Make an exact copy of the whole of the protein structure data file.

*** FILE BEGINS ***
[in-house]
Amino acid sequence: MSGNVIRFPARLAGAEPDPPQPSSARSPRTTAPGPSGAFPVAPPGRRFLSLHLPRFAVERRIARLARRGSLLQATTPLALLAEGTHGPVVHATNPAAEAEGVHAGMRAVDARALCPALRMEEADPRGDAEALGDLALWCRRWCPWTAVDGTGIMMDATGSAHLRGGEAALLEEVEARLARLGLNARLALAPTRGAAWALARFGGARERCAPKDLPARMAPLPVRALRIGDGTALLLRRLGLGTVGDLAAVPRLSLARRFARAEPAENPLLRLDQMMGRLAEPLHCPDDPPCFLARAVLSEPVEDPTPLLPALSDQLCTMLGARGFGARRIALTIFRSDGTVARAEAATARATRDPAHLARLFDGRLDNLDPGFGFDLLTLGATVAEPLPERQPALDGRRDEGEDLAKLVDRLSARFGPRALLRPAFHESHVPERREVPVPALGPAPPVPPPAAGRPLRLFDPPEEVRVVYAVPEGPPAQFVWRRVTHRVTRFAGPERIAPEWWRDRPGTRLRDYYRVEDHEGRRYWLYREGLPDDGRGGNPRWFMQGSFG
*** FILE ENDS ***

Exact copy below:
[in-house]
Amino acid sequence: MSGNVIRFPARLAGAEPDPPQPSSARSPRTTAPGPSGAFPVAPPGRRFLSLHLPRFAVERRIARLARRGSLLQATTPLALLAEGTHGPVVHATNPAAEAEGVHAGMRAVDARALCPALRMEEADPRGDAEALGDLALWCRRWCPWTAVDGTGIMMDATGSAHLRGGEAALLEEVEARLARLGLNARLALAPTRGAAWALARFGGARERCAPKDLPARMAPLPVRALRIGDGTALLLRRLGLGTVGDLAAVPRLSLARRFARAEPAENPLLRLDQMMGRLAEPLHCPDDPPCFLARAVLSEPVEDPTPLLPALSDQLCTMLGARGFGARRIALTIFRSDGTVARAEAATARATRDPAHLARLFDGRLDNLDPGFGFDLLTLGATVAEPLPERQPALDGRRDEGEDLAKLVDRLSARFGPRALLRPAFHESHVPERREVPVPALGPAPPVPPPAAGRPLRLFDPPEEVRVVYAVPEGPPAQFVWRRVTHRVTRFAGPERIAPEWWRDRPGTRLRDYYRVEDHEGRRYWLYREGLPDDGRGGNPRWFMQGSFG